Manual Installation

The recommanded way of installation is now the automatic installation using the Arduino Board Manager.

The manual installation described here is only useful if you prefer a Makefile based build over using the Arduino IDE or if you would like to help with the development of Sduino.

In any case it is still possible to use the IDE.

For all systems start with this:


Sduino core

Link the sduino folder of the downloaded repository to your local Arduino hardware folder (usually in ~/sketchbook or ~/Arduino). Create the hardware folder, if not already present:

    cd ~/Arduino
    mkdir hardware  # only if not already present
    ln -s [the-extracted-repository]/sduino hardware


Extract the downloaded SDCC archive under /opt:

    sudo mkdir /opt
    sudo tar xvjf ~/Downloads/sdcc-snapshot* -C /opt

Create a link to SDCC from the tools directory of the sduino repository (required for IDE builds):

    cd ~/Arduino/hardware/sduino/tools
    ln -s /opt/sdcc .


stm8flash and stm8gal are both included as precompiled binaries in this tools directory. Create a link linux to the linux tools directory that matches your system and copy the binaries to a convient place in your path, e.g. /usr/local/bin:

    ln -s linux64 linux
    cp -av linux/* /usr/local/bin

make and libusb-1.0 (needed by stm8flash) are part of the standard repository for any Linux distribution. Example for Debian-type systems (like Ubuntu, Mint, Elementary etc.):

    sudo apt install make libusb-1.0-0

Finally, add a udev rule in order to access the USB port for your flash tool. Save this as root in in /etc/udev/rules.d/99-stlink.rules:

    # ST-Link/V2 programming adapter

    # ST-Link V1, if using a STM8S discovery board
    # important: It needs a special entry in /etc/modprobe.d
    SUBSYSTEMS=="usb", ATTRS{idVendor}=="0483", ATTRS{idProduct}=="3744", \
        MODE:="0666", \

    # ST-Link/V2, the china adapter with the green plastic housing
    SUBSYSTEMS=="usb", ATTRS{idVendor}=="0483", ATTRS{idProduct}=="3748", \
        MODE:="0666", \

    # ST-Link/V2.1, the new Nucleo STM8 boards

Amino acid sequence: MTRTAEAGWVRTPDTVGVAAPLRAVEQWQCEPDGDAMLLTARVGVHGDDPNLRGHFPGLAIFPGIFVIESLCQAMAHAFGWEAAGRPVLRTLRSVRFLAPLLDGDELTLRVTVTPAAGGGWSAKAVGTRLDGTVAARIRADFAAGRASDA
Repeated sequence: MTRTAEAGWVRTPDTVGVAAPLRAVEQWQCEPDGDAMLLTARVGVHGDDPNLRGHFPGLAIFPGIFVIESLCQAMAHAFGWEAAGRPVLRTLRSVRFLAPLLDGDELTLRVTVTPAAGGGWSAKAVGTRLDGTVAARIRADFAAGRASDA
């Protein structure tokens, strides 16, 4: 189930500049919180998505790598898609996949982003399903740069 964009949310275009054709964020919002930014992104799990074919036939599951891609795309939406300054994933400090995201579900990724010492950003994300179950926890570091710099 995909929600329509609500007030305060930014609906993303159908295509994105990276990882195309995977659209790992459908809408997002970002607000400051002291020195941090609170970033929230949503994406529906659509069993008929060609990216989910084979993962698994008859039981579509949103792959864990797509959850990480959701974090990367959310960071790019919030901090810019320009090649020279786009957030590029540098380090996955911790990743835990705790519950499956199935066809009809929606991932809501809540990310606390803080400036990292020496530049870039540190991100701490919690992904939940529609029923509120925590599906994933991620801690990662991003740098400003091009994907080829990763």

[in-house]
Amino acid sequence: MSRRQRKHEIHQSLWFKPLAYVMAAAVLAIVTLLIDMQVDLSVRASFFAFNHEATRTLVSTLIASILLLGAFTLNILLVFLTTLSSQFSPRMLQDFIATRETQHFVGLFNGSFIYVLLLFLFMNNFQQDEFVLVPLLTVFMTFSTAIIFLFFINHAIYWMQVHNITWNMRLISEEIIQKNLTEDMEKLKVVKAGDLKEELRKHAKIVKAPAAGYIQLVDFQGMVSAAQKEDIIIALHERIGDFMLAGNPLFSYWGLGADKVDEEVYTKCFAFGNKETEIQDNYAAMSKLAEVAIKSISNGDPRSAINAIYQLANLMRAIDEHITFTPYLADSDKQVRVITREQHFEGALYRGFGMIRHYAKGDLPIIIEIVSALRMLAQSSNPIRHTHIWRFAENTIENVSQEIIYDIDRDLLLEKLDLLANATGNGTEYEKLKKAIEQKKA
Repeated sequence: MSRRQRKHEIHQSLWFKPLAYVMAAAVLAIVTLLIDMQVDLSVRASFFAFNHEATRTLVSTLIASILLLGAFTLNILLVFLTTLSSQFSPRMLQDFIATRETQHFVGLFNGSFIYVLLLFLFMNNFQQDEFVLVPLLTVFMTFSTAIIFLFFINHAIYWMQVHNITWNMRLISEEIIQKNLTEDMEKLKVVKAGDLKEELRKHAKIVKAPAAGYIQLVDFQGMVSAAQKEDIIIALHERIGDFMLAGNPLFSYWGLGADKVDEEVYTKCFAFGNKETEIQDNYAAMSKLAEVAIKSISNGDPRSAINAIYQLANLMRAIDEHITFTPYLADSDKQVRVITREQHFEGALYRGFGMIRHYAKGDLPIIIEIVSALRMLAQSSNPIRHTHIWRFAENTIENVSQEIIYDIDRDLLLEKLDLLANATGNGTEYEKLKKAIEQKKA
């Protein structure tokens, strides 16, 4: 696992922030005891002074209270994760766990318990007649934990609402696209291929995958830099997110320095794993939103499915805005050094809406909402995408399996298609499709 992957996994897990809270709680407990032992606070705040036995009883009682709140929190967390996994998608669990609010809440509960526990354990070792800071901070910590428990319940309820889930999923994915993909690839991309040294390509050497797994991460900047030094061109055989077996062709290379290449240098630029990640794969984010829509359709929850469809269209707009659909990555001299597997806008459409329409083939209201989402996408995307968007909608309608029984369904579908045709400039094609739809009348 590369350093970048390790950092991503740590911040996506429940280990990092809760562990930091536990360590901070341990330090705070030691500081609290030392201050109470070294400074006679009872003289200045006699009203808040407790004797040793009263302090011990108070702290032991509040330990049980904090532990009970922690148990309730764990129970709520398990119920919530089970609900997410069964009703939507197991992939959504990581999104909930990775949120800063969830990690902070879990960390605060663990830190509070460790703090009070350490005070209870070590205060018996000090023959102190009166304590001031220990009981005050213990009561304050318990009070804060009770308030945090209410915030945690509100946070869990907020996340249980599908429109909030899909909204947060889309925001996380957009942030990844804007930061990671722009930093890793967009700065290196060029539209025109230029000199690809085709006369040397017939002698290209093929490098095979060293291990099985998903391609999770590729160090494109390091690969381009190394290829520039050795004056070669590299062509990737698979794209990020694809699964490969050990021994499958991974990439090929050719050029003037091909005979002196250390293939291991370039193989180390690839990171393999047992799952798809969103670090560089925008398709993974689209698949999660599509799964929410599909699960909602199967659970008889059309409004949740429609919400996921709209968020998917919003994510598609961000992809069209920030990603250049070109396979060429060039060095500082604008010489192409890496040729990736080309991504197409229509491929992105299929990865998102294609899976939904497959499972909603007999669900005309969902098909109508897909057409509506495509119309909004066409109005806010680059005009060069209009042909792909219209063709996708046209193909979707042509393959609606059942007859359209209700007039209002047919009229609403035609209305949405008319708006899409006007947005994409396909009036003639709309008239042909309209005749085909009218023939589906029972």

SUBSYSTEMS=="usb", ATTRS{idVendor}=="0483", ATTRS{idProduct}=="374b", \
        MODE:="0666", \

Using the STM8S-Discovery board as a flash programmer requires a special modprobe configuration entry.


Quite similar to the Linux install. Install Homebrew if you haven't done it yet, than install make and unpack the sdcc snapshot:

    brew make
    mkdir /opt
    tar xvjf sdcc-snapshot* -C /opt

Adopt the other steps from the Linux install. The arduino hardware folder is in your Documents folder at /Users/<username>/Documents/Arduino/hardware.

Not sure about stm8flash, I didn't try it. Have a look at the stm8flash repository. It would be great if someone could summarize the procedure and send it to me.


Same idea again, but additionally we need to install a minimal command line environment with all the tools needed by make and the Makefile. Let's start with that:

Installing a command line environment

This can be any of these options (in order of complexity):

The makefile uses busybox by default when running on Windows. To change that, set these environment variables accordingly:


Alternativly, it is possible to include these lines in the project Makefile or edit directly (lines 68, 69).

Install busybox and make

This is by far the easiest way to get going. busybox already comes with sduino in the hardware/sduino/tools/win/ folder. A statically linked copy of make-4.2 can be found in the windowstools repository.